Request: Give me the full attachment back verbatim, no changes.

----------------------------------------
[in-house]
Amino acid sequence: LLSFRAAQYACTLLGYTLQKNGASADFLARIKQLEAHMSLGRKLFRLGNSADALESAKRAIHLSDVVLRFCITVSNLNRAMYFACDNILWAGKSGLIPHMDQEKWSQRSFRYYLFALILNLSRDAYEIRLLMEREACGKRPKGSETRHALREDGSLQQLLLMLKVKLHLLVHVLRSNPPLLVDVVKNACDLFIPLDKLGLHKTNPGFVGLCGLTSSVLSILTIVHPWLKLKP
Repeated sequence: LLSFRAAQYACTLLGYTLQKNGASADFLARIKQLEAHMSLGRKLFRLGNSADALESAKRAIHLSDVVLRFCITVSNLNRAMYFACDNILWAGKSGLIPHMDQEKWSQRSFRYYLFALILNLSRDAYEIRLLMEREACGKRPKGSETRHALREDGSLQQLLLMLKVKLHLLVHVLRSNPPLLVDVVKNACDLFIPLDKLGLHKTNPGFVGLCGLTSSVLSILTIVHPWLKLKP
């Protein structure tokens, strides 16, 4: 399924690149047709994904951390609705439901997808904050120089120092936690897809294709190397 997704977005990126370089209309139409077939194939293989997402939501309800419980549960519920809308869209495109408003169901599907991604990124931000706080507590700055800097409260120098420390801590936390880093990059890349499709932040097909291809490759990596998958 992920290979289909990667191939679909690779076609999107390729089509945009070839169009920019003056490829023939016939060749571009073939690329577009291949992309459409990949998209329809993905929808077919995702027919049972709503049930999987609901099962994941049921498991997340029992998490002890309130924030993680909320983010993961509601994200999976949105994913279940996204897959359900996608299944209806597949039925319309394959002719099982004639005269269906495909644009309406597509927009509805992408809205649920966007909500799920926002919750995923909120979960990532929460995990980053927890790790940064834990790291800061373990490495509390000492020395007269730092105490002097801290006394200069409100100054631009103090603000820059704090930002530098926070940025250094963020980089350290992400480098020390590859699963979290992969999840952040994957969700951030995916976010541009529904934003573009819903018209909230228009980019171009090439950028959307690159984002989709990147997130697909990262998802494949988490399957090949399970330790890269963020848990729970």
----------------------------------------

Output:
[in-house]
Amino acid sequence: LLSFRAAQYACTLLGYTLQKNGASADFLARIKQLEAHMSLGRKLFRLGNSADALESAKRAIHLSDVVLRFCITVSNLNRAMYFACDNILWAGKSGLIPHMDQEKWSQRSFRYYLFALILNLSRDAYEIRLLMEREACGKRPKGSETRHALREDGSLQQLLLMLKVKLHLLVHVLRSNPPLLVDVVKNACDLFIPLDKLGLHKTNPGFVGLCGLTSSVLSILTIVHPWLKLKP
Repeated sequence: LLSFRAAQYACTLLGYTLQKNGASADFLARIKQLEAHMSLGRKLFRLGNSADALESAKRAIHLSDVVLRFCITVSNLNRAMYFACDNILWAGKSGLIPHMDQEKWSQRSFRYYLFALILNLSRDAYEIRLLMEREACGKRPKGSETRHALREDGSLQQLLLMLKVKLHLLVHVLRSNPPLLVDVVKNACDLFIPLDKLGLHKTNPGFVGLCGLTSSVLSILTIVHPWLKLKP
């Protein structure tokens, strides 16, 4: 399924690149047709994904951390609705439901997808904050120089120092936690897809294709190397 997704977005990126370089209309139409077939194939293989997402939501309800419980549960519920809308869209495109408003169901599907991604990124931000706080507590700055800097409260120098420390801590936390880093990059890349499709932040097909291809490759990596998958 992920290979289909990667191939679909690779076609999107390729089509945009070839169009920019003056490829023939016939060749571009073939690329577009291949992309459409990949998209329809993905929808077919995702027919049972709503049930999987609901099962994941049921498991997340029992998490002890309130924030993680909320983010993961509601994200999976949105994913279940996204897959359900996608299944209806597949039925319309394959002719099982004639005269269906495909644009309406597509927009509805992408809205649920966007909500799920926002919750995923909120979960990532929460995990980053927890790790940064834990790291800061373990490495509390000492020395007269730092105490002097801290006394200069409100100054631009103090603000820059704090930002530098926070940025250094963020980089350290992400480098020390590859699963979290992969999840952040994957969700951030995916976010541009529904934003573009819903018209909230228009980019171009090439950028959307690159984002989709990147997130697909990262998802494949988490399957090949399970330790890269963020848990729970």